Note: The 4 numbers we use to describe a rotation are less than the 9 numbers required in linear algebra to decribe an arbitrary linear transormation in $\R^3$. You will see that the 4 coefficients of a quaternion can provide an elegant way for describing rotations.

Activity: Let us start by building a model of an ordinary trackball. The blue point $P$ on the sphere can be grabbed with the mouse and moved. The green arrow shows the axis of a rotation taking the black start point $S=(1,0,0)$ to the position of $P$ along a great circle of the sphere. Note the trace of the axis when $P$ is moved, What do you observe? Can you explain your observation?

Instructions: The applet has been build with GeoGebra. Drag with mouse to rotate. Grab objects with mouse to select. Scroll the input bar on the left side to see the shaded field for the selected object. Right-click to see the definition of the object and more options. Note that the definitions in this applet are coordinate-free.

View in Geogebra

Answer hint: No matter where you put $P$ - the axis is always in a specific plane. Why? And in which plane?

The best way to understand at a rotation is to look at it from a perspective along the axis.In the applet above, the axis of the rotation is perpendicular to the plane defined by the point $S,O$ and $P$. The rotation angle is $SOP$.

But there are more rotations taking a point $S$ to a given other point $P$. Among those is always one rotation of 180°.

Activity: Look at the 180° rotations taking $S$ tp $P$. Move $P$ and observe the axis of the rotation. What do you note?

Answer Hint: The axis of the 180 degree rotation is the bisection of the angle $SOP$.

So we have found two rotations taking $S$ to another point $P$: One of 180° ($\pi$) the axis of which is the bisection of the angle $SOP$ (we shall name this rotation $R_1$) and another rotation with the angle $SOP$ around an axis perpendicular to the plane defined by $S,O$ and $P$ - we name this $R_2$.

Rotations of the trackball (the unit sphere $S^2$) can be combined into a unique rotation $R_3=R_2\circ R_1$ such that for each starting point $S\in S^2$ we have $R_3(P)=R_2(R_1(S))$.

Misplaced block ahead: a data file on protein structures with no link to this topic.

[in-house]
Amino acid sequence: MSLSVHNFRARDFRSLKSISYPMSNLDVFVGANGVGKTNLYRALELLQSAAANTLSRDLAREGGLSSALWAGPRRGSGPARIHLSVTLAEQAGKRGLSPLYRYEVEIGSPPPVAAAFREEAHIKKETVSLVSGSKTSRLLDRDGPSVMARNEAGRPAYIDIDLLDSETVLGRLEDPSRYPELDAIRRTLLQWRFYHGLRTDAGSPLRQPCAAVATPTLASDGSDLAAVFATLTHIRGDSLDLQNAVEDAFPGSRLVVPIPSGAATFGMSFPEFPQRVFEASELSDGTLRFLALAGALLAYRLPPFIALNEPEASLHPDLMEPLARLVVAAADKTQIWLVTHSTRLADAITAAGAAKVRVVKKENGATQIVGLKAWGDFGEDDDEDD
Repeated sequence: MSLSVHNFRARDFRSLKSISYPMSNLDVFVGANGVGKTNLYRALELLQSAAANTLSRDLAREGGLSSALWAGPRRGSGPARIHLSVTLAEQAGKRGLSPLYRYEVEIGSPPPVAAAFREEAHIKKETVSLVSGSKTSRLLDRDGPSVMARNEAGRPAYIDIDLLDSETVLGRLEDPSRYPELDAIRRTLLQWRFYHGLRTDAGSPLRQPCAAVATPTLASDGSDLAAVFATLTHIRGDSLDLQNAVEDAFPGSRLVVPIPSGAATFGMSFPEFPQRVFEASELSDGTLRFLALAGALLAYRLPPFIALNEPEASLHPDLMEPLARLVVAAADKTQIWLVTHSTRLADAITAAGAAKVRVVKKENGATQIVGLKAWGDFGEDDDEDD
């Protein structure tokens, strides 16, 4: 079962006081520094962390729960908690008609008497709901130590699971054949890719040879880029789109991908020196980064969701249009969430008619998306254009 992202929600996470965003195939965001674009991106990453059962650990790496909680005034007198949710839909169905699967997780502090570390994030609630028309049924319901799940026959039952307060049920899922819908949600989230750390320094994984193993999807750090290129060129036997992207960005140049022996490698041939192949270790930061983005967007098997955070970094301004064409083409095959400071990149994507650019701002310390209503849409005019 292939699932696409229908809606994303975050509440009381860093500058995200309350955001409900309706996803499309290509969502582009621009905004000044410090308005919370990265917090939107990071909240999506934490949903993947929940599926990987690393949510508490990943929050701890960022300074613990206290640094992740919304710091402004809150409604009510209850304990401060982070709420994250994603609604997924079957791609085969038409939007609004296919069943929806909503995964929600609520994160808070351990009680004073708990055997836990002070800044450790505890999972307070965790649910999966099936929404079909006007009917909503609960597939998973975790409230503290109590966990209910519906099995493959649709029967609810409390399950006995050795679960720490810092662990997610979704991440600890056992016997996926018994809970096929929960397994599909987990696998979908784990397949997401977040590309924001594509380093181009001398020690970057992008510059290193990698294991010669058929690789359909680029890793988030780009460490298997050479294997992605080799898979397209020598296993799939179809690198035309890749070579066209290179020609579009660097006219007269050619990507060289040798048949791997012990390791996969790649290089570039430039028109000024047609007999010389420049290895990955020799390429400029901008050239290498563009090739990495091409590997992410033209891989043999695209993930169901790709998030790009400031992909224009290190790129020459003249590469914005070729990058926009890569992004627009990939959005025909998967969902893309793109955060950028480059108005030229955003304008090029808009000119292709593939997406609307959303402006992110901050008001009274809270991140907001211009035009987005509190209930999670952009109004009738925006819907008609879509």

If $R_1$ and $R_2$ have the same axis vector, then this is also the axis of their combination $R_3$ and the rotation angle of $R_3$ is the sum of the rotation angles of $R_1$ and $R_2$. What about the general case?

Given two rotations $R_1,R_2$ of the trackball $S^2$ by their axes and rotation angles - how can we calculate the axis and rotation angle of their combinations $R_2\circ R_1$?

Can you come up with an approach to answer this question?

Answer Hint: It is plausible that the combination of rotations is associative (i.e. $R_3\circ(R_2\circ R_1)=(R_3\circ R_2)\circ R_1$), that each rotation has an inverse rotation and that the trivial rotation is a unit w.r.t to combination of rotations. That means: Rotations of $S^2$ form a a group.

Rotations of the unit circle $S^1$ in the $xy$-plane around the origin all have an axis orthogonal to it - the $z$-axis - and they can be easily combined by adding their rotation angles. Therefore, the group of rotations of $S^1$ is commutative (abelian). For $S^2$ it is more complicated:

Consider counter-clockwise rotations $R_1,R_2$ of 90 degrees around the $y,z$-axis respectively. $R_1$ puts the point $S=(1,0,0)$ onto the $z$-axis where $R_2$ doesn't affect it. Similarly, $R_2$ puts this point onto the $y$-axis, where it is not affected by $R_1$. We have $R_2\circ R_1(S)=(0,0,1)\neq (0,1,0)=R_1\circ R_2(S)$ - $R_1$ and $R_2$ do not commute. The group of rotations of $S^2$ is non-abelian!

Admittedly, this doesn't answer the question. But quaternions will provide us with an elegant solution.

We encode points in $\R^3$ by using their coordinates as coefficients of the non-real part of a quaternion, i.e. the point with coordinates $(x,y,z)$ is encoded by the quaternion $x i+$y j + $z k$. Such quaternions with real part 0 are called pure.

With this encoding, each point of the unit sphere $S^2$ is encoded by a normalized pure quaternion.

Here comes the main trick: When $r$ is any normalized quaternion (not necessarily pure) the mapping $R_r : p \mapsto rpr^{-1}$ defines a norm-preserving linear mapping on the set of pure quaternions $p$ and hence a rotation of $\R^3$ around the origin. (Check!). In particular $R_r$ defines a rotation of $S^2$.